8 September 2021
How To Design A Garden Bed
Being able to look out of your windows at home and see a stunning flower garden stretching out in front of you will always be one of life’s greatest pleasures, especially if you’ve taken the time to design your garden beds yourself and have laid it out exactly as you want.
Gardening is a hugely creative endeavour and one that yields all sorts of positive benefits for our mental and emotional health and wellbeing - something that many of us around the UK discovered over the course of the pandemic, while having to spend increasing amounts of time at home during lockdown.
As with any big project, the key to garden bed success is proper research and planning, especially if you’re new to this particular outdoor pursuit - so here are some top tips from the team here at Gardenstone to help you get going and start seeing beautiful blooms springing up from the ground in next to no time at all.
Consider your colour palette
Once you know what’s going on with your soil, you can start thinking about planting. Colour is, of course, a hugely important factor to bear in mind and it could be a good idea to go for variations of tone in a single colour in each bed throughout the space to help create a sense of unity and flow.
But you can also use complementary tones and shades to create interest here and there, so consult your colour wheel and see which colours work well together.
Think about shape
As important as the colour of your plants is, the shape of them can also be used to amazing effect in your gardens. Do some research into the various flower shapes there are and see if there are any that jump out at you or seem to work well together, everything from buttons and globes to spires, plumes and umbels… you’ll have a great time trying out different ideas!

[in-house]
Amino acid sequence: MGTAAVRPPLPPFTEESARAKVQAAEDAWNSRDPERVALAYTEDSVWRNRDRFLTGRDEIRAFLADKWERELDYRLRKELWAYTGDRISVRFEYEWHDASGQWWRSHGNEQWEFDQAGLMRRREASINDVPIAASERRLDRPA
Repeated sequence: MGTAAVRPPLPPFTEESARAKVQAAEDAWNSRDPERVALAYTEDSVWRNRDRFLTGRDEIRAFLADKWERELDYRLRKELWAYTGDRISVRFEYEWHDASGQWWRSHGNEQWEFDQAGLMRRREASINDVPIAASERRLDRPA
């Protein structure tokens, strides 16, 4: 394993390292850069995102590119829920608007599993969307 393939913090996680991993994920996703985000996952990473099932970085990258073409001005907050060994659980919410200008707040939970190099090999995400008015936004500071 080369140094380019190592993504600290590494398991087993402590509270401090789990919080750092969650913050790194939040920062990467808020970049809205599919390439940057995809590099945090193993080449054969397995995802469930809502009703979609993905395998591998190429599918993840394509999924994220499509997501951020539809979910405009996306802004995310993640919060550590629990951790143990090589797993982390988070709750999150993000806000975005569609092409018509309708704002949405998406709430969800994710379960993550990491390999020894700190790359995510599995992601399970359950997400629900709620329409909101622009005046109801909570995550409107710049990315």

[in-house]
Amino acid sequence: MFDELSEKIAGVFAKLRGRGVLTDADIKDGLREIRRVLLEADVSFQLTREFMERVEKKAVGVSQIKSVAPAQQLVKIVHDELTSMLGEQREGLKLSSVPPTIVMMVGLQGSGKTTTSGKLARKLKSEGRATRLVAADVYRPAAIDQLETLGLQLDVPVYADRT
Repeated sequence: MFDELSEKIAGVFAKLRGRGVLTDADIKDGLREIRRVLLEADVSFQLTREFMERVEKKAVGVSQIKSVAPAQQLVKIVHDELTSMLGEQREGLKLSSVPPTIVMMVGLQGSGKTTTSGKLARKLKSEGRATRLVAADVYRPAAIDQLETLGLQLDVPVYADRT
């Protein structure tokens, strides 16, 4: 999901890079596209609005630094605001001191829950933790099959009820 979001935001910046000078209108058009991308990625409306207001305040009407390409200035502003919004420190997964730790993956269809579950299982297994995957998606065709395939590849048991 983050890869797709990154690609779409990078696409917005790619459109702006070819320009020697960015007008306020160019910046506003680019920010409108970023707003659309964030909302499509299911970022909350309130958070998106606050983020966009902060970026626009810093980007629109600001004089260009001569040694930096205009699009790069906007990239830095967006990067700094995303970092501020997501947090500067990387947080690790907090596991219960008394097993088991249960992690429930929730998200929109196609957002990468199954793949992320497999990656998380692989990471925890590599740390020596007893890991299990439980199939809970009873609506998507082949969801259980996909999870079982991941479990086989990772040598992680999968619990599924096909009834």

Decide on a theme
Picking a theme for your garden can help you organise your thoughts, as there’s an awful lot of choice out there and it can quickly become overwhelming if you don’t have an idea of what you like style-wise.
Formal gardens, for example, have a very clear layout and floor plan, with symmetry and balanced design at their heart, while a cottage garden features a vast array of plants that seem to spill out all over the place, with colour everywhere and beautiful floral scents throughout.
Feel the soil
It’s essential that you know what sort of soil you’re dealing with, so that you can decide which plants will thrive and which will struggle to lay down their roots. Soil can be clay,sandy, silt, loam, peat or chalky and you can identify what you have to work with by running it through your hands to see how it feels.
Are you looking for natural stone paving slabs for your garden project? Get in touch with us today to see how we can help.